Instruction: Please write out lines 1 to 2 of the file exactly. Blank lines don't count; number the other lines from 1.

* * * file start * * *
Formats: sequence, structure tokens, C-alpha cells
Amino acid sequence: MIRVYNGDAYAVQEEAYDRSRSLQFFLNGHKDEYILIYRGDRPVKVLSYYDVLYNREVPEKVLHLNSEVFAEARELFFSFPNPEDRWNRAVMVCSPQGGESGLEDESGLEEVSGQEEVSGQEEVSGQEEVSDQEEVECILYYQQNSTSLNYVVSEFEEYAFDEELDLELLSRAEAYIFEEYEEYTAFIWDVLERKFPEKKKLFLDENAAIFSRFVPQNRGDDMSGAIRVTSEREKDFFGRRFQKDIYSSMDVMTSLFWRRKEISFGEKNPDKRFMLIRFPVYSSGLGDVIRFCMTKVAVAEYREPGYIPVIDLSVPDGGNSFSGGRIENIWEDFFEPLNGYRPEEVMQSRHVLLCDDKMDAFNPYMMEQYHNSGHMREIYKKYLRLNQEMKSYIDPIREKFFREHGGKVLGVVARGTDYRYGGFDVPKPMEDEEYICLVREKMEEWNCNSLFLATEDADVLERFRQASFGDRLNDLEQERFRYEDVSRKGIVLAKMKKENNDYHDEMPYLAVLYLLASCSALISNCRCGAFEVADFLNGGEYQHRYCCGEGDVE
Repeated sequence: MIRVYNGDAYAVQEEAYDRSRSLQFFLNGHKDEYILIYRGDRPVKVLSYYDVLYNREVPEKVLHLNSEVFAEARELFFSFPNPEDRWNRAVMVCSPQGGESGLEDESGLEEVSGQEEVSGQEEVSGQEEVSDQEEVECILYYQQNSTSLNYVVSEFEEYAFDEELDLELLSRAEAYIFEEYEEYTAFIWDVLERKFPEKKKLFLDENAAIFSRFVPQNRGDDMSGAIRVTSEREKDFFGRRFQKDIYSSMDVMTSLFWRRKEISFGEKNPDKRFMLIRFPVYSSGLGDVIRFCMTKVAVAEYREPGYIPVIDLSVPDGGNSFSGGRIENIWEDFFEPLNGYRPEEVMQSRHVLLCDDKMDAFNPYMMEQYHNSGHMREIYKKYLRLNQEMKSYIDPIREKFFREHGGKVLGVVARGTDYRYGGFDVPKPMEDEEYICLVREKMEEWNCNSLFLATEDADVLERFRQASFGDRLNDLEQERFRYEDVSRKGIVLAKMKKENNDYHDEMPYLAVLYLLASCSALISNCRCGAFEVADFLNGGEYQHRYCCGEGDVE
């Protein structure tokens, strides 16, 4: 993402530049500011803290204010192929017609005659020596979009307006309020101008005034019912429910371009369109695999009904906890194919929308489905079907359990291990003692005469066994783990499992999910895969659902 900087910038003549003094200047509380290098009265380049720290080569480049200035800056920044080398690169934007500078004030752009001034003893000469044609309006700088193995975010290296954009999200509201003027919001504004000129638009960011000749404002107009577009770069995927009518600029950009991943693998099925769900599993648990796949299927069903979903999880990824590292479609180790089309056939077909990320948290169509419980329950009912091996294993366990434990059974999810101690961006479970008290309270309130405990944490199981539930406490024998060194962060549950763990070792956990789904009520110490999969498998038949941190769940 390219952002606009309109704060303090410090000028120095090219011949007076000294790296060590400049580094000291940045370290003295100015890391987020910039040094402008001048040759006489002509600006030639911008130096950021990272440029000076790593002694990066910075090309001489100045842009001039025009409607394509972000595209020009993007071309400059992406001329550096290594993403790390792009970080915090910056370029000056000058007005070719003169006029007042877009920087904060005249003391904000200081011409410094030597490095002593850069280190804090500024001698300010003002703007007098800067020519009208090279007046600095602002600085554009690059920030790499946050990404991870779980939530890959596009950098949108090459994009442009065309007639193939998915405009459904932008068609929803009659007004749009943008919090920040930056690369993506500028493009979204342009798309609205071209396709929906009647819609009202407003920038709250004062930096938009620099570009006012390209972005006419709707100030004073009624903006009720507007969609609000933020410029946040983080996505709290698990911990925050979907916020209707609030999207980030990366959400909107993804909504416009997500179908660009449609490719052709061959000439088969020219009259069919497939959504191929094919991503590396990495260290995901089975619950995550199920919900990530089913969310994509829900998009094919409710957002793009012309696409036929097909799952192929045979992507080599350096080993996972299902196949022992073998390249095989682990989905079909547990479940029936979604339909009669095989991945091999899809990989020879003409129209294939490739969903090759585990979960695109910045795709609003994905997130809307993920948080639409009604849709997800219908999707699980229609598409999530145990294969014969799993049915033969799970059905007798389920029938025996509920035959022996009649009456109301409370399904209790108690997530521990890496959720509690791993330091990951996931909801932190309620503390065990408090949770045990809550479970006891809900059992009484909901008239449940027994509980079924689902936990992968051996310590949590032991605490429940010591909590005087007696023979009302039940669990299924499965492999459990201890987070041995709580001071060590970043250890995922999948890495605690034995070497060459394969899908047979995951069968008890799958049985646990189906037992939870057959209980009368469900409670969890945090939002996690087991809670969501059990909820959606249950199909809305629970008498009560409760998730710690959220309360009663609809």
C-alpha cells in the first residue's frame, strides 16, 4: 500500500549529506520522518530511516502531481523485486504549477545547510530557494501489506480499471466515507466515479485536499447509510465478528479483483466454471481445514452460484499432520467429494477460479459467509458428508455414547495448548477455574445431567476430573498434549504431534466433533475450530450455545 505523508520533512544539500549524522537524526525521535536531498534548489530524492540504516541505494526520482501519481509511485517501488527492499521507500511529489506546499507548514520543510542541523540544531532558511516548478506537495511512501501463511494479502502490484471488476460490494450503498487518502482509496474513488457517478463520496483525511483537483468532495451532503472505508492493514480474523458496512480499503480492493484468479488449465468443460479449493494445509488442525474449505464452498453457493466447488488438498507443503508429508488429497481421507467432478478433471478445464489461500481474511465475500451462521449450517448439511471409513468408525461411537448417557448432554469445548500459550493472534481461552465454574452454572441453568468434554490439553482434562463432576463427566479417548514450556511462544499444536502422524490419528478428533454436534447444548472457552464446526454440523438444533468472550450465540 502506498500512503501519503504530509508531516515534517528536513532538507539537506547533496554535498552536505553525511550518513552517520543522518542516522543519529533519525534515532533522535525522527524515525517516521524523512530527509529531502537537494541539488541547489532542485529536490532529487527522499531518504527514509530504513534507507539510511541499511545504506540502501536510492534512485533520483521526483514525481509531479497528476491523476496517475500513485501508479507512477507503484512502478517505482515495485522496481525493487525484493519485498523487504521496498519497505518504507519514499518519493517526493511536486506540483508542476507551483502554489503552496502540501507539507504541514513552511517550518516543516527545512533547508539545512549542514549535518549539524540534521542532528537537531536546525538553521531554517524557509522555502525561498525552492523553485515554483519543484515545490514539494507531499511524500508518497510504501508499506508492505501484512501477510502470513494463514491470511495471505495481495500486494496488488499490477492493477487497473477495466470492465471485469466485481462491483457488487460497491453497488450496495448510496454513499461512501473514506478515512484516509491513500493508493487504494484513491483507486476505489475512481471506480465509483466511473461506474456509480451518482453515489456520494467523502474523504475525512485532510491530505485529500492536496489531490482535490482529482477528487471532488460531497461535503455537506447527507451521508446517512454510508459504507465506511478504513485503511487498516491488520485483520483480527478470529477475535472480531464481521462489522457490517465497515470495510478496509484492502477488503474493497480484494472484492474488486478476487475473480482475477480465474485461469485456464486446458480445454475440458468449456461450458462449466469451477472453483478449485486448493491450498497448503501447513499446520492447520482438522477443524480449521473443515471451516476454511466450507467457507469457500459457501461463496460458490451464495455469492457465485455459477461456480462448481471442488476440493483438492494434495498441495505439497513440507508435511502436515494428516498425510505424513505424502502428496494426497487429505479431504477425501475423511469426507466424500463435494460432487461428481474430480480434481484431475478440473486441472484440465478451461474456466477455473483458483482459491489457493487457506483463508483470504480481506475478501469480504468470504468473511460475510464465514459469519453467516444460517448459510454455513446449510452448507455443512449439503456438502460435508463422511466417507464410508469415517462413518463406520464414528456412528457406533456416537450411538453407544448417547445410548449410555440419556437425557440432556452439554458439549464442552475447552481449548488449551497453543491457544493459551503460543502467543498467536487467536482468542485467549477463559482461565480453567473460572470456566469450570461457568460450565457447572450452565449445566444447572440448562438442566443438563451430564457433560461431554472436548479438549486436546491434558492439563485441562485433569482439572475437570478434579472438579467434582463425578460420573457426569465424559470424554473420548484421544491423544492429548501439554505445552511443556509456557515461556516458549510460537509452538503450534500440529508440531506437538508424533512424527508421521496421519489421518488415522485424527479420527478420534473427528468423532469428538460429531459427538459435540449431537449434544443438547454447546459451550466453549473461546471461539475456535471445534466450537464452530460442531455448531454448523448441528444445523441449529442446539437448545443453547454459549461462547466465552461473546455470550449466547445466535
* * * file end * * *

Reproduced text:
Formats: sequence, structure tokens, C-alpha cells
Amino acid sequence: MIRVYNGDAYAVQEEAYDRSRSLQFFLNGHKDEYILIYRGDRPVKVLSYYDVLYNREVPEKVLHLNSEVFAEARELFFSFPNPEDRWNRAVMVCSPQGGESGLEDESGLEEVSGQEEVSGQEEVSGQEEVSDQEEVECILYYQQNSTSLNYVVSEFEEYAFDEELDLELLSRAEAYIFEEYEEYTAFIWDVLERKFPEKKKLFLDENAAIFSRFVPQNRGDDMSGAIRVTSEREKDFFGRRFQKDIYSSMDVMTSLFWRRKEISFGEKNPDKRFMLIRFPVYSSGLGDVIRFCMTKVAVAEYREPGYIPVIDLSVPDGGNSFSGGRIENIWEDFFEPLNGYRPEEVMQSRHVLLCDDKMDAFNPYMMEQYHNSGHMREIYKKYLRLNQEMKSYIDPIREKFFREHGGKVLGVVARGTDYRYGGFDVPKPMEDEEYICLVREKMEEWNCNSLFLATEDADVLERFRQASFGDRLNDLEQERFRYEDVSRKGIVLAKMKKENNDYHDEMPYLAVLYLLASCSALISNCRCGAFEVADFLNGGEYQHRYCCGEGDVE